Presidential Studies Quarterly

Presidential Studies Quarterly is a quarterly newsletter on the subject of citizenship. Presidential Studies Quarterly is written by the Center for the Study of the Presidency and published by Sage Publications, Inc., in Thousand Oaks, Calif.

Articles from Vol. 38, No. 3, September

Did Reagan Make Gorbachev Possible?
Ronald Reagan's rhetoric and policies toward the Soviet Union in his first administration delayed the reconfiguration of the Soviet outlook toward the Cold War that came to define the Gorbachev era. His words and deeds gave credence to hard-liners...
If Everyone Had Voted, Would Bubba and Dubya Have Won?
Raymond Wolfinger's seminal research has established with elegance and precision the demographic and institutional bases of voter turnout in the United States. With these results in hand, Wolfinger turned to the significant "so what?" question, probing...
Institutional Change and the Dynamics of Vice Presidential Selection
The American vice presidency has recently matured into a distinguished office of considerable authority (David 1967; Goldstein 1982; Light 1984; Mayer 2000; Nelson 1988a; Pomper 1966). Vice President Richard Cheney's unprecedented power in the administration...
Polls and Elections: Southern Discomfort? Regional Differences in Voter Decision Making in the 2000 Presidential Election
The contemporary American South continues to experience dramatic changes in population, economics, and partisanship that have fundamentally altered the political landscape of not only the region but the entire nation. The wide-ranging effects of these...
The Contemporary Presidency: And We Will Know Their Greatness by the Trail of Controversy: Washington, Lincoln, and Franklin D. Roosevelt and Their Increasingly Contested Successors
Presidential scholars argue that recent presidents are more contested than earlier presidents (Bose 2003; Lonnstrom and Kelly 2003; Murray and Blessing 1994). This is attributable to scholars' limited information--research in progress, data embargos,...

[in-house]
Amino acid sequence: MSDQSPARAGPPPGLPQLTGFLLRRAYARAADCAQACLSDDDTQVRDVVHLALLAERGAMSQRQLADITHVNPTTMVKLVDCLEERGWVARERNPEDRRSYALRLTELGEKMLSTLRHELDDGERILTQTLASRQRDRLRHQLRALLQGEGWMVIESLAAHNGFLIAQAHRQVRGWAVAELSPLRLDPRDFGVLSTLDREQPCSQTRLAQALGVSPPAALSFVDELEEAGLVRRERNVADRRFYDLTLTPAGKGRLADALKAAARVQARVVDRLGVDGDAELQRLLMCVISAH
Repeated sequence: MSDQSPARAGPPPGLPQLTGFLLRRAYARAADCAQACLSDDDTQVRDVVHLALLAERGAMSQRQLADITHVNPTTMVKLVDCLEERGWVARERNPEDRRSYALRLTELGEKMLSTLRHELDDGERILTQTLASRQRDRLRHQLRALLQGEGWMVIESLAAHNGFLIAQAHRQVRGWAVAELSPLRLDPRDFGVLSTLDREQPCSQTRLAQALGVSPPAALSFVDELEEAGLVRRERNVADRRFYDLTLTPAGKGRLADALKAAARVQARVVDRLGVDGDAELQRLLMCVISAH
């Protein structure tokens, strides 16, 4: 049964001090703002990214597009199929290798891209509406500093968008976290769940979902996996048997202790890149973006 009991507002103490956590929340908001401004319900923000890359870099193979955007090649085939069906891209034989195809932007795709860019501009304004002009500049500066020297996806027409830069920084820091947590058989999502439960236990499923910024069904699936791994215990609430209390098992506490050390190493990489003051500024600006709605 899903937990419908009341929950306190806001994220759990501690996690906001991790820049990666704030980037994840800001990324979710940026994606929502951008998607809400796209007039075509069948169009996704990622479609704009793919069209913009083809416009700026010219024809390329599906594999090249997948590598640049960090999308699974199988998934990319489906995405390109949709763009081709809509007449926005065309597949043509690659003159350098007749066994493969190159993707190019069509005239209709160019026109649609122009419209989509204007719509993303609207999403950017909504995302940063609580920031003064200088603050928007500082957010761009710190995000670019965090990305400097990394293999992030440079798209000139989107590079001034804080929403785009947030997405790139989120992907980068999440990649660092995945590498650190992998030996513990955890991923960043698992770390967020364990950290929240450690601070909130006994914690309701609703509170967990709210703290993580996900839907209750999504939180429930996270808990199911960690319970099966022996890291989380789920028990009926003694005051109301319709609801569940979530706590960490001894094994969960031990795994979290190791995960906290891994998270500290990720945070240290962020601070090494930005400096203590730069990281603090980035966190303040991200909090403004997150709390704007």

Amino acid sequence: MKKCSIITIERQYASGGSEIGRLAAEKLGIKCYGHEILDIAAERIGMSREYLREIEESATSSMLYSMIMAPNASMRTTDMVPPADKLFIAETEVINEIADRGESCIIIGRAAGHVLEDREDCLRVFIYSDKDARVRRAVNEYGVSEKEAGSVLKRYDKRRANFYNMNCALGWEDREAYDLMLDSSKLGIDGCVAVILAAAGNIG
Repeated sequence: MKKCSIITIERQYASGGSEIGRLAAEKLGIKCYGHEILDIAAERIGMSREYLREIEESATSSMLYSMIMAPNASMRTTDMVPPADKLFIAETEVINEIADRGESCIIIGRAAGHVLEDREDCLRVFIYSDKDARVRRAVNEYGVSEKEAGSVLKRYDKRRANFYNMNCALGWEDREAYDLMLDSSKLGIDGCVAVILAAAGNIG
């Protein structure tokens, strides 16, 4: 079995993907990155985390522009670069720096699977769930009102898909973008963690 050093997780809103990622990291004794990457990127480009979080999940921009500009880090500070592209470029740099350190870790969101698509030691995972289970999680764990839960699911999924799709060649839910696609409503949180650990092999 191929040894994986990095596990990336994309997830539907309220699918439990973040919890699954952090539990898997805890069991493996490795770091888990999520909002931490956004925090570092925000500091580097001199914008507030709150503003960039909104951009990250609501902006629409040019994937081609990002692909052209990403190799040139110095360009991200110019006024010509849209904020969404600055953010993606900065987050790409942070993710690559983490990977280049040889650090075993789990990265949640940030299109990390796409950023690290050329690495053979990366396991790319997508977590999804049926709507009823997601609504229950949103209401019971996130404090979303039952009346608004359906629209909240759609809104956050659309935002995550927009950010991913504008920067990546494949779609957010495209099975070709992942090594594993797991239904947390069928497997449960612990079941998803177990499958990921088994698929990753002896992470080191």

The Law: Executive Power and Prosecution: Lessons from the Libby Trial and the U.S. Attorney Firings
Presidential control of federal prosecution has created, throughout American history, tensions between the realities of political control and the ideal of the rule of law. While executive control guarantees a measure of democratic accountability for...
The Making of the Modern Vice Presidency: A Personal Reflection
In an otherwise masterful document, the Founding Fathers created the vice presidency with almost no thought as to how it would fit into the structure of the new federal government. The office was, in fact, a constitutional afterthought designed solely...
The New Vice Presidency: Institutions and Politics
The criteria for selecting vice presidential candidates and the electoral and institutional impact of the running mates are important and understudied questions in American politics. Popular assumptions are rampant, and yet scholarship is slim. The...
Theodore Roosevelt's Diplomacy and the Quest for Great Power Equilibrium in Asia
In his treatise on modern diplomacy, Henry Kissinger (1994, 38-39) argues that Theodore Roosevelt approached the global balance of power with a sophistication matched by no other American president and approached only by Richard Nixon. Roosevelt was...
The Rising Power of the Modern Vice Presidency
These are truly extraordinary times for the American vice presidency. For most of American history, citizens have heard the familiar disparagements about the weakness of the nation's second office, from John Adams's complaint that "[m]y country has...
Vice Presidents and Other Heirs Apparent: The Historical Experience of Experience
Experience has been a dominant issue in the 2008 presidential campaign. In what initially was thought to be an open contest, the range and types of candidate experience varied substantially: sitting and former senators, representatives, and governors,...